Half of parents expect to quit job to WFH as childcare costs soar
Half of working parents expect to quit their jobs so they can work from home due to rising childcare costs, a study finds.
A total of 60% of the 2,000 respondents surveyed by Pebble said they were struggling to juggle work and childcare and two in five are barely able to afford extra childcare costs.
Over half of parents are also feeling added pressure from employers to be in the office, meaning many parents face a stressful time and are looking for alternative jobs. This is due to childcare costing families an extra average of £166 each week.
That adds up to an extra £664 a month, with parents claiming bosses have gone back on their word to allow more flexibility when it comes to going into the office. This feeling from employees has resulted in parents requesting an average of two extra days to work from home.
Spending more on commuting
Even families and guardians with children old enough to go to secondary school are struggling with the cost-of-living crisis. One in seven households missed an essential bill at the beginning of September, as more outgoings arose for their children’s school return, including uniform, equipment, and travel costs.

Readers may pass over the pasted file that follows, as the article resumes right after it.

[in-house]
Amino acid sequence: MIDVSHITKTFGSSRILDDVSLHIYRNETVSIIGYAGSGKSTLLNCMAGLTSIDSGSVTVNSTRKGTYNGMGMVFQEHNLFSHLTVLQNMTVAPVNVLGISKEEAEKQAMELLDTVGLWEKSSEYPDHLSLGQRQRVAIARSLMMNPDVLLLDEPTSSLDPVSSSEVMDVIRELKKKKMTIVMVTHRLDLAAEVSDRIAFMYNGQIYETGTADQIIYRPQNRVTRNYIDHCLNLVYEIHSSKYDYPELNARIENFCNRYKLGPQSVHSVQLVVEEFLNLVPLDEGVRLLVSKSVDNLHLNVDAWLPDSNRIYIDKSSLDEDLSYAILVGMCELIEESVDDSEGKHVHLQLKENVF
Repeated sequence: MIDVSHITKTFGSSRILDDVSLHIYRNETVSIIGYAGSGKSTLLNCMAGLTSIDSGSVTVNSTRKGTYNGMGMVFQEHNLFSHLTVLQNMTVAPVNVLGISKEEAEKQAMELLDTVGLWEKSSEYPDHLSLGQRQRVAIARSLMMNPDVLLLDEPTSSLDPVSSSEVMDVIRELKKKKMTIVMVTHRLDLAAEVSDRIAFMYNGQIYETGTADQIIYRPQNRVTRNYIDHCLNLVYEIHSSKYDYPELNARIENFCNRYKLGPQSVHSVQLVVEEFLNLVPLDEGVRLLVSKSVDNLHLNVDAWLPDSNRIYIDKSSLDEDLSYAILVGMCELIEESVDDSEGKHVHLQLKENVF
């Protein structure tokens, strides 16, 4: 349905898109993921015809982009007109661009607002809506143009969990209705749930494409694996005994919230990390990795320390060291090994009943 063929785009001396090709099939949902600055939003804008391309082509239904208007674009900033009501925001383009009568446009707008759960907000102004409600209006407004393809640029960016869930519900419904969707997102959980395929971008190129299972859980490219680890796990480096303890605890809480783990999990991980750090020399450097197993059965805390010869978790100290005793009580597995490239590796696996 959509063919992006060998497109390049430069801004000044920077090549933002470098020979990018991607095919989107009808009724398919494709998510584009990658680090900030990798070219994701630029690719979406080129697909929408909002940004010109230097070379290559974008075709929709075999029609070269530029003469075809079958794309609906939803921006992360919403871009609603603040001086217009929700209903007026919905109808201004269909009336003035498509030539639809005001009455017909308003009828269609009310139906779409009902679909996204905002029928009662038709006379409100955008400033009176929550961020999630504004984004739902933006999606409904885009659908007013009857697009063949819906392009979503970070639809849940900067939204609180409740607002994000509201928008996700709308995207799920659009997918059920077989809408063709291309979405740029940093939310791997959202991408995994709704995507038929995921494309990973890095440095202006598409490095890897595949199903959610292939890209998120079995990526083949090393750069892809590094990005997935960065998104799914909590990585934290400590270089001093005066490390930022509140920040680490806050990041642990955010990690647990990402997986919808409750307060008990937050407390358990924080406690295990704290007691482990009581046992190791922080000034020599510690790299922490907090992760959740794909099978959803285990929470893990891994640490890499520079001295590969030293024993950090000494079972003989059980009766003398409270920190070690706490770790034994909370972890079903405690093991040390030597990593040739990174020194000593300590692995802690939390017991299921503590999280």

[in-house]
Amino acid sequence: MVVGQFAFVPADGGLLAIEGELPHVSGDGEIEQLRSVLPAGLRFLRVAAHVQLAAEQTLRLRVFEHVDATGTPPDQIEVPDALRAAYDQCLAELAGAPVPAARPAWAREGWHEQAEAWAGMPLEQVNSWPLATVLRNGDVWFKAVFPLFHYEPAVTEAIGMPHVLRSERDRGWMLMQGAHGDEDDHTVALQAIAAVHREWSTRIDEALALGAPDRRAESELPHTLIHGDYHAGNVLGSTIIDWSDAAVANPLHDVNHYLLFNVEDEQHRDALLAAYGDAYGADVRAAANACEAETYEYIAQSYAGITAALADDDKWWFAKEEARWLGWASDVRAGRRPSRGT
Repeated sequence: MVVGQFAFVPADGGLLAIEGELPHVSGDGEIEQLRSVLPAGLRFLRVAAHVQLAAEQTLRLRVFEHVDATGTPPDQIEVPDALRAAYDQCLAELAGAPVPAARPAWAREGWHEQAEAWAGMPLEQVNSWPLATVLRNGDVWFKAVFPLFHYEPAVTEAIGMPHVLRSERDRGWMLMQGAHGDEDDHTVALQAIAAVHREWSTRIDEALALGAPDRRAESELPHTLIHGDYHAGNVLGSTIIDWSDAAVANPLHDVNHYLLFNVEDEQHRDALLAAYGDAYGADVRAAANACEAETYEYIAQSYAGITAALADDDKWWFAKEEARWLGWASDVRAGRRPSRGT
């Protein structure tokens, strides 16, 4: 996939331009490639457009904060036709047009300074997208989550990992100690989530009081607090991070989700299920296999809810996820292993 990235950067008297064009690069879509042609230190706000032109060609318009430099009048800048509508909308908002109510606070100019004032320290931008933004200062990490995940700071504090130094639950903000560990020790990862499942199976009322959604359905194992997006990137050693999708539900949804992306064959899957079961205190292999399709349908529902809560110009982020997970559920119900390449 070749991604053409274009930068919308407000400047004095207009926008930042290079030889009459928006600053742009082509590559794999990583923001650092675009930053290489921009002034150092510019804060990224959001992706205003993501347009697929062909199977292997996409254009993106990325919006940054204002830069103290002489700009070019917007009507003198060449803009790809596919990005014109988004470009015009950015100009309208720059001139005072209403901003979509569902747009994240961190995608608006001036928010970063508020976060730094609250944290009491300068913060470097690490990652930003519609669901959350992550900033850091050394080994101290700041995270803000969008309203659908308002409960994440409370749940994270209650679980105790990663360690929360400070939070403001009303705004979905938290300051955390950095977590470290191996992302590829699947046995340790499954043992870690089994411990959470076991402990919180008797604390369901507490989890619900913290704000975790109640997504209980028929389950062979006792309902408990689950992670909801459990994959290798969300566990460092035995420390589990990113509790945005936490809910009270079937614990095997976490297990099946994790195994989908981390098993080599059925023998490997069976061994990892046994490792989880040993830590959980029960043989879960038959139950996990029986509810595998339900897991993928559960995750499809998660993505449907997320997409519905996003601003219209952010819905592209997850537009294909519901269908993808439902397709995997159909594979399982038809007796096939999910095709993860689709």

Employees who need to travel into an office also spend an average of nearly £98.70 more each week on travel costs, compared to staying at home. Londoners will spend £531.68 a month on the journey to and from the office.
This means entrenched employers have been urged to reconsider their stance and allow more days working from home for staff who request it.
Lance Beare, CEO of Pebble, said: “The fact that working parents are actively changing jobs in order to manage childcare costs is simply unacceptable, and it’s costly for businesses too. Families need both more flexible childcare options and employers that recognise the challenges of juggling work and home life.
“When you ask employees to be in a certain place at a certain time, they need to line up childcare; and this comes at a cost; without childcare in place, parents can’t work. Employers need to look at their company benefits and reassess what people need support with today; on-site yoga and pizza lunches are nice, but what about supporting the childcare needs of parents so that they can afford to keep working instead?”